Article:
Renewing a Business Tenancy
A guide to renewing a business tenancy for landlords and tenants
Business tenants usually have the right to renew a commercial tenancy when it comes to an end if the lease is within the Landlord and Tenant Act 1954.
Covered by the Landlord and Tenant Act 1954
Shops, warehouses, factories, offices, doctorsí and dentistsí surgeries are all covered in the Act. So too are the premises of bodies such as institutions and trade unions.
Premises partly used for businesses purposes Ė for example, if the tenant lives there as well Ė are normally covered by the Act. However, when negotiating a tenancy renewal, it may be limited to only the area of the property occupied for business purposes.
Who might not have the right to renew?
While most businesses have the right to renew their tenancy, there are some that donít.
These include farm business tenants, mining tenants, Ďservice tenantsí employed by the landlord, tenants with a fixed-term tenancy of six months or less, and tenants who have sub-let the property.
What if there is a disagreement?
In an ideal world, both landlord and tenant will agree on the new tenancy and its terms, but unfortunately things arenít always that straightforward. So what happens if there is a disagreement?
If the lease is within the 1954 Act and both parties agree there should be a new tenancy but canít agree on the terms, either of them can apply to the court for a new tenancy and the court will decide on the terms and settle the new rent.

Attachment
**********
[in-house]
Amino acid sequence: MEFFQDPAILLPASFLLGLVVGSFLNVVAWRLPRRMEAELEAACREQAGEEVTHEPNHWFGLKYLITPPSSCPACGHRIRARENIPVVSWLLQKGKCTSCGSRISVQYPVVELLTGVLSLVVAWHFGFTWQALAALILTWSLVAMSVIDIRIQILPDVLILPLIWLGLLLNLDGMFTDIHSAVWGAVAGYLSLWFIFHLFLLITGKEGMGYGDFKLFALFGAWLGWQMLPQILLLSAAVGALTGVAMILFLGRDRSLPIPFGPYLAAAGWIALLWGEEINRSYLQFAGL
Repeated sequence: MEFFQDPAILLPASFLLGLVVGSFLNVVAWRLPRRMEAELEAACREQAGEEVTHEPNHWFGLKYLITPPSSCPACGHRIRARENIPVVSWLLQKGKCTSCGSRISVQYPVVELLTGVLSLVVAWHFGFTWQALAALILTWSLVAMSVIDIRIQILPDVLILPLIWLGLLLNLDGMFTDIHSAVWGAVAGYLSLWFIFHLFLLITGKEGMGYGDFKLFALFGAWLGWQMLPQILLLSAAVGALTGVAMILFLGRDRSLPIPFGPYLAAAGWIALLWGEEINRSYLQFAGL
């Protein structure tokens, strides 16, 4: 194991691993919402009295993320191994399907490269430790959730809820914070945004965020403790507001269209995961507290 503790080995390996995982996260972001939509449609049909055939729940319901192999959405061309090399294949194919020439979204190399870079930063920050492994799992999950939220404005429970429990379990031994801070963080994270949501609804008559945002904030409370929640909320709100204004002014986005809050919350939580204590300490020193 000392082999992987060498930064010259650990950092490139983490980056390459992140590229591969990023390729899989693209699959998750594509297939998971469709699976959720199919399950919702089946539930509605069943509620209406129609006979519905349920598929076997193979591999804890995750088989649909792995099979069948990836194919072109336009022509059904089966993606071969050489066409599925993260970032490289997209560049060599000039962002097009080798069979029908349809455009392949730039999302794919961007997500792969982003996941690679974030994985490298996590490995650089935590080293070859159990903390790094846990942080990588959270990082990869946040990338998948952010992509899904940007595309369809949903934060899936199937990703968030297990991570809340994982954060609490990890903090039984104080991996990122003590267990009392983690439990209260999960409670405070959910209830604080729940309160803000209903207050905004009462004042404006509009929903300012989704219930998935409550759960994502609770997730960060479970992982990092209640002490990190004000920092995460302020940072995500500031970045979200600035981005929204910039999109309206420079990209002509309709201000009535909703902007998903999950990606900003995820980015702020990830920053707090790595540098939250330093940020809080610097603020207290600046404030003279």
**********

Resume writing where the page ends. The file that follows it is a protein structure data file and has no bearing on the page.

Landlords can only refuse to renew the tenancy due to certain reasons. These tend to be associated with the tenantís conduct (e.g. if they failed to pay the rent), or the landlordís needs (e.g. if they want to redevelop the property).
Ending the tenancy
If a landlord wants to end the tenancy, they can either apply to the court or oppose the tenantís renewal application.
It will be up to the court to decide whether the landlord has a just reason for refusing the renewal. If the court decides the landlord doesnít have grounds to oppose the renewal application it can order a new tenancy.
Seeking professional advice
Because tenancy renewals can be complex, itís a good idea for landlords and tenants to seek professional advice.
It is important for potential tenants to get legal support before they take out a lease so they understand the implications of a lease being outside the 1954 Act.
We can help
Whether you are a tenant or a landlord, our commercial department solicitors can help.
We are able to advise on legal issues arising from the lease and help you come to an agreement when negotiating a business tenancy renewal.
Contact Paul Hughes and Vanessa Warren on 0121 705 7571
This article is for general information purposes only. It does not constitute technical, financial, legal advice or any other type of professional advice and is no substitute for specific advice based on your individual circumstances. We do not accept responsibility or liability for any actions taken based on the information in this article. For more information, please click here.